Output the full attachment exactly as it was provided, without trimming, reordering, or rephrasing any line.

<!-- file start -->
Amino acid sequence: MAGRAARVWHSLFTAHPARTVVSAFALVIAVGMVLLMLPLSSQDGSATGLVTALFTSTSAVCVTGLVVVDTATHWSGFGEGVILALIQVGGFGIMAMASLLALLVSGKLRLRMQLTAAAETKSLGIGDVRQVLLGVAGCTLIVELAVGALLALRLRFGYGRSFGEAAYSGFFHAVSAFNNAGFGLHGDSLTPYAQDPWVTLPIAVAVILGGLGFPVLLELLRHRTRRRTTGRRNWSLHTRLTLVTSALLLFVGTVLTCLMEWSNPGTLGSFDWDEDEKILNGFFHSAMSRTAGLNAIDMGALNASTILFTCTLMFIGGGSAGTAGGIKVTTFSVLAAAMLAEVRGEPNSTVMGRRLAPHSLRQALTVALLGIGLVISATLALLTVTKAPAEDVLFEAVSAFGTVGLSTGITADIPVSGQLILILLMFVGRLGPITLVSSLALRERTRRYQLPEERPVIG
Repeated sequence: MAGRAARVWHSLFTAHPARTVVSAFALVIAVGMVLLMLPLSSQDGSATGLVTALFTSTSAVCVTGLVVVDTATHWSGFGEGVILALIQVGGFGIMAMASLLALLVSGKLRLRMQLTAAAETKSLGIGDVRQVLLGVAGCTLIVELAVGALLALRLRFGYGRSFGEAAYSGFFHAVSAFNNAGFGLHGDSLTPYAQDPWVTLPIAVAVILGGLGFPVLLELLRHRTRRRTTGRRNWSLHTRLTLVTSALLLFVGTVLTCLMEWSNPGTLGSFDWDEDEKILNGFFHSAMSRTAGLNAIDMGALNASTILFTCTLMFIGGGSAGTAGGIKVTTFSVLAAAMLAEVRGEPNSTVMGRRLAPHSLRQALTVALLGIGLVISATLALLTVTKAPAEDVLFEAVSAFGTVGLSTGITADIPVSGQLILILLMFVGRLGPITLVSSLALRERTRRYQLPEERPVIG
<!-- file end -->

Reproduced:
Amino acid sequence: MAGRAARVWHSLFTAHPARTVVSAFALVIAVGMVLLMLPLSSQDGSATGLVTALFTSTSAVCVTGLVVVDTATHWSGFGEGVILALIQVGGFGIMAMASLLALLVSGKLRLRMQLTAAAETKSLGIGDVRQVLLGVAGCTLIVELAVGALLALRLRFGYGRSFGEAAYSGFFHAVSAFNNAGFGLHGDSLTPYAQDPWVTLPIAVAVILGGLGFPVLLELLRHRTRRRTTGRRNWSLHTRLTLVTSALLLFVGTVLTCLMEWSNPGTLGSFDWDEDEKILNGFFHSAMSRTAGLNAIDMGALNASTILFTCTLMFIGGGSAGTAGGIKVTTFSVLAAAMLAEVRGEPNSTVMGRRLAPHSLRQALTVALLGIGLVISATLALLTVTKAPAEDVLFEAVSAFGTVGLSTGITADIPVSGQLILILLMFVGRLGPITLVSSLALRERTRRYQLPEERPVIG
Repeated sequence: MAGRAARVWHSLFTAHPARTVVSAFALVIAVGMVLLMLPLSSQDGSATGLVTALFTSTSAVCVTGLVVVDTATHWSGFGEGVILALIQVGGFGIMAMASLLALLVSGKLRLRMQLTAAAETKSLGIGDVRQVLLGVAGCTLIVELAVGALLALRLRFGYGRSFGEAAYSGFFHAVSAFNNAGFGLHGDSLTPYAQDPWVTLPIAVAVILGGLGFPVLLELLRHRTRRRTTGRRNWSLHTRLTLVTSALLLFVGTVLTCLMEWSNPGTLGSFDWDEDEKILNGFFHSAMSRTAGLNAIDMGALNASTILFTCTLMFIGGGSAGTAGGIKVTTFSVLAAAMLAEVRGEPNSTVMGRRLAPHSLRQALTVALLGIGLVISATLALLTVTKAPAEDVLFEAVSAFGTVGLSTGITADIPVSGQLILILLMFVGRLGPITLVSSLALRERTRRYQLPEERPVIG